Tuesday, August 12, 2008

Wet weather fails to dampen spirits of Special Olympics athletes



JEFFERSON – Build an ark, and they will come. Especially on an August weekend at the local fairgrounds.

Just ask ‘Noah’ Jenner – captain of the Ashtabula County Special Olympics honorary ship. He has become a skilled navigator, on behalf of his group.

The final day of festivities at this year’s county fair was dominated by a deluge of nearly biblical proportions. Rain remained persistent throughout much of the day.

Yet benefit events sponsored by the Truckers Helping Hands organization and motorcycle legend Jesse James made the downpour a minor distraction.

The day offered a truck and motorcycle show like no other.

Celebrated were forty years of competition by members of the ACSO teams. Also remembered was the late Russ ‘Boss Hog’ Starcher, who had been instrumental in motivating the professional drivers to do greater things in the name of goodness.

Truckers Helping Hands has supported the ACSO faithfully, with a network of blue-collar heroes across the region. Olympics Coordinator Bill Jenner observed that their involvement has been a priceless gift for his athletes.

“I don’t know how they do it,” he said. “They top themselves every year. We thank them so much.”

Central in the 2008 event was Mary Kehoe, a four-decade veteran of the Special Olympics. Her participation in the games has endured since the first formal gathering in 1968. Mary’s presence offered a sense of continuity to the meet.

“Yes, I was there,” Kehoe remembered, fondly. “That was a long time ago.”
Her career as a competitor has been unequalled in ACSO history.

Ashtabula photographer Mike Adley reckoned that she was a genuine inspiration to everyone in the group, simply by staying the course.

“When you do anything for forty years, it is amazing,” he said.

Adley himself was recognized by Truckers Helping Hands as a tireless advocate of the Special Olympics. With an endless contribution of resources and labor given to support the group, he has figured prominently in its success.

Jesse James, well known as ‘El Jefe’ of West Coast Choppers, helped draw many thousands of visitors to the judging, with a new line of workwear. Guests lined up at his booth despite the soggy conditions, for autographs and handshakes.

Before long, his black bandanas were everywhere. Even on members of the ACSO team.
Athletes from the group were asked to judge a fleet of trucks and motorcycles during the afternoon. Dozens of participating vehicles in tip-top condition made their task a challenging exercise. But it constituted happy work.

Cheerful competitor William Griswold particularly liked a Ford pickup painted with red-white-and–blue graphics that included the silhouette of a soldier.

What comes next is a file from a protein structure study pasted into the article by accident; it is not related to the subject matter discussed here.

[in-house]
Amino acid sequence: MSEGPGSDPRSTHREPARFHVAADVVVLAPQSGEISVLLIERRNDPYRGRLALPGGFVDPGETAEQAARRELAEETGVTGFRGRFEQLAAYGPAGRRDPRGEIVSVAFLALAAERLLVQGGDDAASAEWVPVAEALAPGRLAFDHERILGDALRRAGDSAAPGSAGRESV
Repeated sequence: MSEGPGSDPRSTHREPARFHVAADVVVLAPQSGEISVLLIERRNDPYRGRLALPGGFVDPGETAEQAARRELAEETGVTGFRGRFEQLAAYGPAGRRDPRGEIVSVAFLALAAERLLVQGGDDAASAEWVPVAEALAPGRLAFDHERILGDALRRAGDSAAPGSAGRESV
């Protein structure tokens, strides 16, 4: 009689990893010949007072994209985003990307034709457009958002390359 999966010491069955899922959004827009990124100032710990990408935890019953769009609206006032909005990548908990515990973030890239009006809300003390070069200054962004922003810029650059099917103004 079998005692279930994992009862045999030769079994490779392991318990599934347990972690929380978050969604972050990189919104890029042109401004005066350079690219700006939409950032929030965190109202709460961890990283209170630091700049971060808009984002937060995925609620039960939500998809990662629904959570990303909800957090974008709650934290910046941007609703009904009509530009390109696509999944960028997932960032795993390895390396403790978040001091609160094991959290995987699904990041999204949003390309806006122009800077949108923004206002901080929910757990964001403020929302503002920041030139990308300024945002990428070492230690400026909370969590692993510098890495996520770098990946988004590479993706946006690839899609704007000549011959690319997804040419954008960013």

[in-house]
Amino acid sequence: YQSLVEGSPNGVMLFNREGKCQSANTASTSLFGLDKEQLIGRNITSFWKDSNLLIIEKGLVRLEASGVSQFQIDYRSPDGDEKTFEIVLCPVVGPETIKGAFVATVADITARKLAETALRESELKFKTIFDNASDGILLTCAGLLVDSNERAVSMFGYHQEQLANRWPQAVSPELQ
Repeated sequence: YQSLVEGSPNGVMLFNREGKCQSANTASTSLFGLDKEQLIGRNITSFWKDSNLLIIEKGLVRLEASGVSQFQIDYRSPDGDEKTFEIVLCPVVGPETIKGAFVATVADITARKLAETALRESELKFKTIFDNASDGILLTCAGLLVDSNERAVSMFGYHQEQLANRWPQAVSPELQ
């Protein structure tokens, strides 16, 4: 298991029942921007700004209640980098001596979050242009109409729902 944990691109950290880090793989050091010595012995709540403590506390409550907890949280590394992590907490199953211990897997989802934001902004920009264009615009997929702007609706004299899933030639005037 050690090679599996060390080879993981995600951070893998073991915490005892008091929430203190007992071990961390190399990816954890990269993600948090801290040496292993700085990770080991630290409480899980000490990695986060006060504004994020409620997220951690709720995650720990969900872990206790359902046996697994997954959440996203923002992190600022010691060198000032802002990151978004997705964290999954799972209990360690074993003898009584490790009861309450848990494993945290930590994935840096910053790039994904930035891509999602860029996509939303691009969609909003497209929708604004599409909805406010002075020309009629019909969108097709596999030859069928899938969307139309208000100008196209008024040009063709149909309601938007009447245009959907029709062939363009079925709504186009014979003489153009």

“I know the owner,” he boasted, with a grin. “He’s a friend of mine.”

Other rigs displayed football themes, family portraits, and patriotic messages. Some recalled the vintage era of over-the-road transportation. A few displayed the sleek profile of modern highway cruisers, shaped by the wind. Each had a unique personality.

A crowd favorite was the ‘Mystery Machine’ van made famous in Scooby Doo cartoons and big-screen films. Also popular were two and three-wheeled cycles powered by V-8 automobile engines. A stagecoach trike evoked ‘Old West’ flair in the show.
Long-and-lean custom cycles teased the judges with style.

The proliferation of excellence made it difficult to choose.

Yet the sight of James’ own West Coast Choppers semi had the grandstand crowd on its feet. The applause was thunderous – even against the backdrop of storm clouds and uneasy skies.

Awards were presented under an open tent, as Mother Nature blustered away. Rain water poured from every fold and crevice. Yet truckers and athletes alike seemed indifferent to the weather. It was a time to celebrate the spirit of cooperation.
As Bill Jenner said, “It’s about what they can do, not what they can’t.”

Predictably, sunlight peeked through the clouds as final awards for the day were bestowed.

Even after the ceremony had been completed, Jenner was still working. His cell phone rang incessantly. Lists and documents crowded his notebook. Passers-by crowded the ACSO tables. He struggled to concentrate amid the chaos.

“I’ve got more sports coming up,” he exclaimed. “Swimming, bowling, and so on. The paperwork has been coming in, now. There’s so much to do.”

Then, he added, with a smile – “It’s lonely at the top!”


The Ashtabula County Special Olympics athletes for 2008


The Jesse James stand, with promos for his new line of workwear


A patriotic rig


The 'Mystery Machine' van from Scooby Doo


ACSO athletes inspecting the motorcycles



ACSO Coordinator Bill Jenner (left) helping to present an award to photographer Mike Adley (center) for his service and generosity

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